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Supporting a Mother Who Suffers from Postpartum Depression

She looks so helpless lying over there. She is staring off in space and it is as if she cannot comprehend any part of her favorite television show that is quietly playing on the TV. Even though she was not sleeping, she spent most of her day lying in bed with the blankets pulled over her head so tight that only the smallest amount of air and light could reach her face. She refuses to eat and she reacts to the thought of food as if it was the least important thing in the world. It is as if her body is present and her mind is somewhere far, far away. Yet, I know her mind has to be somewhere close by because I see her tears. How long will this last? How long can this last? I badly miss my wife and her children miss her too.

Depression affects many people in this world and can cause great disruptions in people’s lives. Not only in the lives of the people who are suffering from depression, but also to those who love and care about the people suffering from depression. Many women suffer from postpartum depression and many of those women may not realize that their sadness, anxiety or negative feelings towards their new baby are symptoms of postpartum depression. Postpartum depression can appear in any woman who has recently had a baby. This includes mothers who may have never felt the effects of depression before and who may never feel the effects of depression again. It is important for a husband, father, or loved one to learn to recognize the signs of depression so that the mother can receive proper care and treatment, if necessary.

A mother who is suffering from postpartum depression may lose her interest in many of the little things that she would usually find enjoyable. Normal day to day tasks, which could include things as simple as making lunch for the kids, doing laundry, going to work, or even getting out of pajamas, can become overwhelming obstacles to her. Another common sign of depression is the loss of appetite and a desire to be isolated from the outside world. The mother may also experience suicidal thoughts or negative thoughts towards the baby. She may secretly or openly desire for something bad to happen to the baby.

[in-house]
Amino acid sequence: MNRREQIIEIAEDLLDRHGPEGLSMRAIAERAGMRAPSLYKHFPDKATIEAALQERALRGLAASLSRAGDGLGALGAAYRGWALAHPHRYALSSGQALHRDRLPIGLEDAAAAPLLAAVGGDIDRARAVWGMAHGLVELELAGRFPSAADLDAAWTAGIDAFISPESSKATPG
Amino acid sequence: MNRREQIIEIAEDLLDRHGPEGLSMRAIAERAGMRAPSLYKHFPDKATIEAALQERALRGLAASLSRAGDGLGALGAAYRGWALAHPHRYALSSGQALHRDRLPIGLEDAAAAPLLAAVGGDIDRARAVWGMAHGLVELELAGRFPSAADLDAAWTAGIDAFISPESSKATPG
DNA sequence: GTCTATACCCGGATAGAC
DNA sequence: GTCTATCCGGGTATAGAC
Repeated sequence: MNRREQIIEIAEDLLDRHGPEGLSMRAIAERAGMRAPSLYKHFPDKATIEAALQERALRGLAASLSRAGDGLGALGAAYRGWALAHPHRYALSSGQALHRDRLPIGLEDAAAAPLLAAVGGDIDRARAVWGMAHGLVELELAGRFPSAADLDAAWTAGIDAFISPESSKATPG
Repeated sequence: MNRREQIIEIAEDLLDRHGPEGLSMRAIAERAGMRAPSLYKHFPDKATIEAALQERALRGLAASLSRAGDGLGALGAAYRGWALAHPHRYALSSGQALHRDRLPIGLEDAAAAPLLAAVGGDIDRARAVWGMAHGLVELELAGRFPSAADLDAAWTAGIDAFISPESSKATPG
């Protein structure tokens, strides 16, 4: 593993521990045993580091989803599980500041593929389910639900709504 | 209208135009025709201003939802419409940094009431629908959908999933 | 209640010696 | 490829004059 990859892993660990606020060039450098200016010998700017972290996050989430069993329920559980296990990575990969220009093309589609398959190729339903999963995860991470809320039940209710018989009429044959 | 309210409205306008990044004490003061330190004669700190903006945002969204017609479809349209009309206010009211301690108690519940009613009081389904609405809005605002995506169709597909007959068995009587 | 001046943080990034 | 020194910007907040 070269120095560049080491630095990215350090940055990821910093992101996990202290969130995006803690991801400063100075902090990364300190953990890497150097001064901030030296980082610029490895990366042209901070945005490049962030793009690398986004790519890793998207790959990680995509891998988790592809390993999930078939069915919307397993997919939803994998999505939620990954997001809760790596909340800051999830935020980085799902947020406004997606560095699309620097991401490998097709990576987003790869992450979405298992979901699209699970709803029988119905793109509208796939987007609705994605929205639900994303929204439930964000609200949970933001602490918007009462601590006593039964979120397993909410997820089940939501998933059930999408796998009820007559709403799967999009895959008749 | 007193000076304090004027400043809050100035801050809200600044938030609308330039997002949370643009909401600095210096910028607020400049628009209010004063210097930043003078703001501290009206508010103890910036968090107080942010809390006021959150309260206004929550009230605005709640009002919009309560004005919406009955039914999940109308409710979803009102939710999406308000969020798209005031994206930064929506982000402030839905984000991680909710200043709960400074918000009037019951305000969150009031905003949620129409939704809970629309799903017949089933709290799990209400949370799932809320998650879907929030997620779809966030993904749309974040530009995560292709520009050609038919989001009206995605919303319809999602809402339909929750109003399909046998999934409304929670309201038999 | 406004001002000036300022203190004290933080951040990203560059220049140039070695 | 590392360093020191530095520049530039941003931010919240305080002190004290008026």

My wife, who has suffered through many bouts of depression, also suffered through postpartum depression. The depression seemed to hit her almost immediately after Addie’s birth and was difficult for me to recognize. It is easy for the father to get caught up in the joy of having a new child and to overlook the struggles the mother is just beginning to have, or to mistakenly attribute those struggles to something other than postpartum depression.

During our second night at the hospital after Addie was born, my wife, while sobbing, woke me and asked me to climb into her hospital bed to help comfort her.  That moment should have raised a red flag in my mind, but I did not think it was anything serious. My wife seemed to be overwhelmed after Addie’s birth and I mistakenly attributed her struggles to the idea of her learning to become the mother and primary caretaker of Addie.  Over the next few months things became so difficult for my wife to manage that I had to send her to my family’s house hundreds of miles away so my family could watch her to make sure she was okay while I finished my week of work and school.

There are many things I could have done to better support my wife through her postpartum depression. I have learned that when she suffers from depression I need to step in and take the homemaker’s and caregiver’s roles in the home.This includes cleaning the house, cooking the meals, taking care of the kids, feeding the baby, including midnight feedings, and basically doing anything I can to assist my wife. I have also learned that there are certain tricks and techniques that can be used to help distract my wife to help keep the depression from getting too out of control. One of the most important things to remember is that you, as the father, remain objective about the situation and keep in mind that the mother’s lack of affection towards you and/or the baby is not something you should take personally.  The mother is not suffering from depression out of choice and the lack of affection is not something she is choosing to do. The father, on the other hand, needs to make sure that the mother is constantly aware that she is loved and that she will have support.

Finally, if the mother is suffering from postpartum depression and it does not appear to be subsiding, get help from a trained professional before she gets to the point of wanting to harm the baby. Postpartum depression is not something to be taken lightly, but can be managed so long as the mother’s support system is capable and willing to recognize the signs, support the mother, and find capable help if necessary.

Read more about my family on Moosh in Indy or follow me on Twitter!

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More on Dadding:

My Other Little Girl, Vivi

My Little Girl, Addie

Supporting a Wife Who has Milk Duds

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